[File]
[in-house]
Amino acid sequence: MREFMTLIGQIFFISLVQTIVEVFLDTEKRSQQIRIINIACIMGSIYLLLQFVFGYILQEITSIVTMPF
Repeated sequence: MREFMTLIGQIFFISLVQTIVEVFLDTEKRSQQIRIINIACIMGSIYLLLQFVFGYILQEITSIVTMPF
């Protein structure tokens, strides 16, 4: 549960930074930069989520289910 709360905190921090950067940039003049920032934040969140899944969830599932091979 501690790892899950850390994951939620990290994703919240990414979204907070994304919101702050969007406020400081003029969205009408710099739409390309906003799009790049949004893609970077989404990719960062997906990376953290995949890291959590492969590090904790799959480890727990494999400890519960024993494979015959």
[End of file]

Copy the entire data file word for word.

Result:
[in-house]
Amino acid sequence: MREFMTLIGQIFFISLVQTIVEVFLDTEKRSQQIRIINIACIMGSIYLLLQFVFGYILQEITSIVTMPF
Repeated sequence: MREFMTLIGQIFFISLVQTIVEVFLDTEKRSQQIRIINIACIMGSIYLLLQFVFGYILQEITSIVTMPF
């Protein structure tokens, strides 16, 4: 549960930074930069989520289910 709360905190921090950067940039003049920032934040969140899944969830599932091979 501690790892899950850390994951939620990290994703919240990414979204907070994304919101702050969007406020400081003029969205009408710099739409390309906003799009790049949004893609970077989404990719960062997906990376953290995949890291959590492969590090904790799959480890727990494999400890519960024993494979015959």